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Experimental evidence of the roles of music choice, social context, and listener personality in emotional reactions to music

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Psychology of Music

Published online on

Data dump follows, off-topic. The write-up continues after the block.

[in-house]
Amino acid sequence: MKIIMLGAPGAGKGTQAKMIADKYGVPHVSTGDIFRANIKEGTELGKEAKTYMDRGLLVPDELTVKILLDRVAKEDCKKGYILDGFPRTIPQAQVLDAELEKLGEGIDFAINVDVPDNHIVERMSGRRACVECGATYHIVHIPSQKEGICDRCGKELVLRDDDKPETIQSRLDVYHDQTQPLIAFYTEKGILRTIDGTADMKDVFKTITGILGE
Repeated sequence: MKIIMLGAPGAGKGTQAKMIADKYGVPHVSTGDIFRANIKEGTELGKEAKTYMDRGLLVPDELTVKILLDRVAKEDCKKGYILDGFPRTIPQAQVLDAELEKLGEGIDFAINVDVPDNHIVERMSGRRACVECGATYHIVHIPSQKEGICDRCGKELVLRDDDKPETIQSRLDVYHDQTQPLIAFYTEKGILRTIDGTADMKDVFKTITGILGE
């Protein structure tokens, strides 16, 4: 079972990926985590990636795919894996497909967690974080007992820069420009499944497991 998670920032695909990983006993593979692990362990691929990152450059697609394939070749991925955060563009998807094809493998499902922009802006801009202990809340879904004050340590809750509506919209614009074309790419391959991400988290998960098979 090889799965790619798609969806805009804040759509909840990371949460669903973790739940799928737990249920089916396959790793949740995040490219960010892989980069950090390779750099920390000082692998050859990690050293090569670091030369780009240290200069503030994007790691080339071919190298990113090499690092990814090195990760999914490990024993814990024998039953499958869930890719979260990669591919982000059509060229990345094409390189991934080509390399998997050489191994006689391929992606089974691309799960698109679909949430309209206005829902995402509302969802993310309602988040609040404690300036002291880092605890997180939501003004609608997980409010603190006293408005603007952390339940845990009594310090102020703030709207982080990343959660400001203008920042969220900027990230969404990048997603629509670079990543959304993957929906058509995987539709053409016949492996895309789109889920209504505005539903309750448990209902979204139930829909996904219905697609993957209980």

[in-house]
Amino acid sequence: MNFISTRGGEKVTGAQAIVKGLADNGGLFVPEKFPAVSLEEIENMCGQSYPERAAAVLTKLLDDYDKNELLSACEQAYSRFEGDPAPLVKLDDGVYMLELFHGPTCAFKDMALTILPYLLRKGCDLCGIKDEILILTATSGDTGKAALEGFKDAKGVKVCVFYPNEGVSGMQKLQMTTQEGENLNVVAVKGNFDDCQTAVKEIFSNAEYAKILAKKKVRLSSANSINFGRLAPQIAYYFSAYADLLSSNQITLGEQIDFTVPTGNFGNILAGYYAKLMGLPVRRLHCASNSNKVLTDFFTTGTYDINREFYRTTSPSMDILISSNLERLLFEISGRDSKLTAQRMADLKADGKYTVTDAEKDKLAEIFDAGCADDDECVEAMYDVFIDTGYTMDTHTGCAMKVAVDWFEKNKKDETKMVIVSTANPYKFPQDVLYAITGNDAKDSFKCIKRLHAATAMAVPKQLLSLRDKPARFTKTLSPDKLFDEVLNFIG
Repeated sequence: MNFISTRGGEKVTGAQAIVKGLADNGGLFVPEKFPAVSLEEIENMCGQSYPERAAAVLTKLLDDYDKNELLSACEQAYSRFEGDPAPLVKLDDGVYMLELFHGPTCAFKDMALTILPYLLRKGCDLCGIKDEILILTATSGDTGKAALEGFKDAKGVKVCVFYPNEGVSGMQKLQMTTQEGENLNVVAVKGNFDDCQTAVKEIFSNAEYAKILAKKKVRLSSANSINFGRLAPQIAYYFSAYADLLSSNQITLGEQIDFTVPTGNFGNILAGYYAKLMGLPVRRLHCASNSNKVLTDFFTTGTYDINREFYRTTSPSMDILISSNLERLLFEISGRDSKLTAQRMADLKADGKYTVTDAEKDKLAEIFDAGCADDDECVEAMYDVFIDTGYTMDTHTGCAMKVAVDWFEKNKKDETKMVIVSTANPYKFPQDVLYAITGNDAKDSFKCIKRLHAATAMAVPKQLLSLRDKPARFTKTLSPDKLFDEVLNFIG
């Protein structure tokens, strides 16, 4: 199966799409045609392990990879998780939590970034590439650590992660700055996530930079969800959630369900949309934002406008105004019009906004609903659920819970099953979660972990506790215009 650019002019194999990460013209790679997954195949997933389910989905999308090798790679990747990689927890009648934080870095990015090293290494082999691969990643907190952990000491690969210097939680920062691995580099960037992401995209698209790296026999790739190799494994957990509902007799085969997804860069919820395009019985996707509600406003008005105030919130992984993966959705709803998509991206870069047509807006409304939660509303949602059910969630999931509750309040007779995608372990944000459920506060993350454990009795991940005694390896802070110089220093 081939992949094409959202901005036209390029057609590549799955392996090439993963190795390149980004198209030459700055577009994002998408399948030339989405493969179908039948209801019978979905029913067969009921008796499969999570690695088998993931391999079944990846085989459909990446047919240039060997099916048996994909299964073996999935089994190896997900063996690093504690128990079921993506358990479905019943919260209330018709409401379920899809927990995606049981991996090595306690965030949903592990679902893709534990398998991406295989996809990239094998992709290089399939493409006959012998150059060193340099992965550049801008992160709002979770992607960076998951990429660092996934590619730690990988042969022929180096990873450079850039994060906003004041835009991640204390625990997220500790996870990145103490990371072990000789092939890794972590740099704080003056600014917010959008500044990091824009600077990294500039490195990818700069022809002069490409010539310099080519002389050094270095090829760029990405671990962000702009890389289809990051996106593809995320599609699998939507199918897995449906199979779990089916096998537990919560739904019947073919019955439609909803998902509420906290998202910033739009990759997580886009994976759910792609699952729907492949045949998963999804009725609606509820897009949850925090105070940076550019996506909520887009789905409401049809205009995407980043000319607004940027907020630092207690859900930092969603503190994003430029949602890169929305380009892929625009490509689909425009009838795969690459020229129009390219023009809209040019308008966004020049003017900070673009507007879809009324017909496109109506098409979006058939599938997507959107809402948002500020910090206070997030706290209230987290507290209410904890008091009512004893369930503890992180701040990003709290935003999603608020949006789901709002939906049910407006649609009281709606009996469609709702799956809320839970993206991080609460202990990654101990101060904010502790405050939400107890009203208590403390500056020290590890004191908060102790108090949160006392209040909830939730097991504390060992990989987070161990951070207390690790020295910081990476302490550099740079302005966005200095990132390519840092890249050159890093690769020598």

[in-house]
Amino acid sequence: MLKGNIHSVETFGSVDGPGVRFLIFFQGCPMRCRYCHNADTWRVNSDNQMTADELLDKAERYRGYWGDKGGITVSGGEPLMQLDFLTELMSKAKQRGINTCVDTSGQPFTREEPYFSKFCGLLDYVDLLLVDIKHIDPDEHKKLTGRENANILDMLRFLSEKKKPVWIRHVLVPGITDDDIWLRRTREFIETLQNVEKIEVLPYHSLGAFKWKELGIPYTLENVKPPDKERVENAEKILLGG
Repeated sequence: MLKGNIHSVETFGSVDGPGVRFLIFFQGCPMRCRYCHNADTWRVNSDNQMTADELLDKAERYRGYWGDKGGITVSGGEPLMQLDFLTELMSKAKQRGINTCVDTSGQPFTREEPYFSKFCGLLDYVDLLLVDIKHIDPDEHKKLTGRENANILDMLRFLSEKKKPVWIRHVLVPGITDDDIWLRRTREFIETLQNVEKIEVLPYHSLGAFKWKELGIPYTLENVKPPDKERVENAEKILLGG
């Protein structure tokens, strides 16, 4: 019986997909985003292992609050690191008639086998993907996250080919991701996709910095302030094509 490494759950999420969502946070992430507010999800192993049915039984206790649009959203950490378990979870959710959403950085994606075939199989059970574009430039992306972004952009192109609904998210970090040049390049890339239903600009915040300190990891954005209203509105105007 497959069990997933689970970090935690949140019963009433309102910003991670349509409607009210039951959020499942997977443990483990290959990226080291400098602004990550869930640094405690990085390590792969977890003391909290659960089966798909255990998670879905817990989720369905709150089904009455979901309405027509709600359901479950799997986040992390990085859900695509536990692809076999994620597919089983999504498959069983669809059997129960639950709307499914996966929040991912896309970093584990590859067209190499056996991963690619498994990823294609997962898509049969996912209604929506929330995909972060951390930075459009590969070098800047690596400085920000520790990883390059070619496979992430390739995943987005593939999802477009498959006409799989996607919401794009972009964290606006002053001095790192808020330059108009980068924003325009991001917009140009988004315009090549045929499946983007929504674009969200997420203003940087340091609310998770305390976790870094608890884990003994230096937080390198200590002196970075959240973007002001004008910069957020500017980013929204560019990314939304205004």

Music may arouse intense emotions in listeners, but little is known about the circumstances that contribute to such reactions. Here we report a listening experiment that investigated the roles of selected musical, situational, and individual factors in emotional reactions to music. In a 2 x 2 factorial design, we manipulated music choice (self-chosen vs. randomly sampled) and social context (alone vs. with a close friend or partner). Fifty university students (20–43 years old) rated their emotional responses to the music in terms of overall emotion intensity and 15 emotions. We also measured personality traits (NEO-PI-R) and psychophysiological responses (skin conductance, heart rate). Consistent with predictions based on previous field studies, listeners reported more intense emotions (1) to self-chosen music than to randomly selected music and (2) when listening with a close friend or partner than when listening alone. Moreover, listeners scoring high on the trait Openness to experience experienced more intense emotions than listeners scoring low. All three factors correlated positively with the experience of positive emotions such as happiness and pleasure.